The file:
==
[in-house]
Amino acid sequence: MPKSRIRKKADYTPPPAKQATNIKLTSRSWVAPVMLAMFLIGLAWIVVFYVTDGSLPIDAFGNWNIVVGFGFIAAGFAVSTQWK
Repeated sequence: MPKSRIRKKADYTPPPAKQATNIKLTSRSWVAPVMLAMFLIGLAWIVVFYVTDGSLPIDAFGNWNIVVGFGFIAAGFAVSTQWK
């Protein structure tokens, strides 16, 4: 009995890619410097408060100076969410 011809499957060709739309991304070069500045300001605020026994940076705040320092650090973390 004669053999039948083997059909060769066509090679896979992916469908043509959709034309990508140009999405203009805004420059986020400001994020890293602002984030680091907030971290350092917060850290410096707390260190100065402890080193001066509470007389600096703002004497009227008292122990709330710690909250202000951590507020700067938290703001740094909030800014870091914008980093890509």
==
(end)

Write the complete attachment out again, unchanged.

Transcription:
[in-house]
Amino acid sequence: MPKSRIRKKADYTPPPAKQATNIKLTSRSWVAPVMLAMFLIGLAWIVVFYVTDGSLPIDAFGNWNIVVGFGFIAAGFAVSTQWK
Repeated sequence: MPKSRIRKKADYTPPPAKQATNIKLTSRSWVAPVMLAMFLIGLAWIVVFYVTDGSLPIDAFGNWNIVVGFGFIAAGFAVSTQWK
């Protein structure tokens, strides 16, 4: 009995890619410097408060100076969410 011809499957060709739309991304070069500045300001605020026994940076705040320092650090973390 004669053999039948083997059909060769066509090679896979992916469908043509959709034309990508140009999405203009805004420059986020400001994020890293602002984030680091907030971290350092917060850290410096707390260190100065402890080193001066509470007389600096703002004497009227008292122990709330710690909250202000951590507020700067938290703001740094909030800014870091914008980093890509």